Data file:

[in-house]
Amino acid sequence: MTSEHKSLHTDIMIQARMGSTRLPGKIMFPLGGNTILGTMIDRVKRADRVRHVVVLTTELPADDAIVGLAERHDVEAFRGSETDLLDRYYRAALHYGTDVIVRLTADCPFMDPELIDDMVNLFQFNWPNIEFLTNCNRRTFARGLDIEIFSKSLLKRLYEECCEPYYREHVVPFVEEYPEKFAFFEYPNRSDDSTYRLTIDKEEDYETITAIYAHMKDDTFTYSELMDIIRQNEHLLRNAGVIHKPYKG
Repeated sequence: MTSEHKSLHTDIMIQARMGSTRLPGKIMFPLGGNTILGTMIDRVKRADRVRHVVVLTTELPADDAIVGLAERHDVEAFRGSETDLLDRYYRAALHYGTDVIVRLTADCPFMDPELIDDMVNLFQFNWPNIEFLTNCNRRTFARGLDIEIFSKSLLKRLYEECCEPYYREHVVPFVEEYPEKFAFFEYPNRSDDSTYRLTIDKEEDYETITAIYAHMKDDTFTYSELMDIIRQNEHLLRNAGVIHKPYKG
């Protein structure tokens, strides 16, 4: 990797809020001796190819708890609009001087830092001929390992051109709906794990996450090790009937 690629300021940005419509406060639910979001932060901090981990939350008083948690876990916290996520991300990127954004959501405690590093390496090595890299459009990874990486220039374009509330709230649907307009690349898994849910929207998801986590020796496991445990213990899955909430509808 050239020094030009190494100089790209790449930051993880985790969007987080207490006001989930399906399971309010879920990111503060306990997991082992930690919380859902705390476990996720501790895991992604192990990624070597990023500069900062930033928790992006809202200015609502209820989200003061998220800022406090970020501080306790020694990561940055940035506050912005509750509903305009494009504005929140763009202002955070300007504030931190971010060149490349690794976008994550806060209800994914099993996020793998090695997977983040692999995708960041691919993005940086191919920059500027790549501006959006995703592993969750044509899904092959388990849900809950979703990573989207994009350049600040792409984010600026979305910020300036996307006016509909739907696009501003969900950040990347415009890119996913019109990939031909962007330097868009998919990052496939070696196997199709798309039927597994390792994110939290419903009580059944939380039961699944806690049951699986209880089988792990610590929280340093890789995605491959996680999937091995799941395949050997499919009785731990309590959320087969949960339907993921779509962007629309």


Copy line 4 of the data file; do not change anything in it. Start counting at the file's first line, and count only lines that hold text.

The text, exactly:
């Protein structure tokens, strides 16, 4: 990797809020001796190819708890609009001087830092001929390992051109709906794990996450090790009937 690629300021940005419509406060639910979001932060901090981990939350008083948690876990916290996520991300990127954004959501405690590093390496090595890299459009990874990486220039374009509330709230649907307009690349898994849910929207998801986590020796496991445990213990899955909430509808 050239020094030009190494100089790209790449930051993880985790969007987080207490006001989930399906399971309010879920990111503060306990997991082992930690919380859902705390476990996720501790895991992604192990990624070597990023500069900062930033928790992006809202200015609502209820989200003061998220800022406090970020501080306790020694990561940055940035506050912005509750509903305009494009504005929140763009202002955070300007504030931190971010060149490349690794976008994550806060209800994914099993996020793998090695997977983040692999995708960041691919993005940086191919920059500027790549501006959006995703592993969750044509899904092959388990849900809950979703990573989207994009350049600040792409984010600026979305910020300036996307006016509909739907696009501003969900950040990347415009890119996913019109990939031909962007330097868009998919990052496939070696196997199709798309039927597994390792994110939290419903009580059944939380039961699944806690049951699986209880089988792990610590929280340093890789995605491959996680999937091995799941395949050997499919009785731990309590959320087969949960339907993921779509962007629309």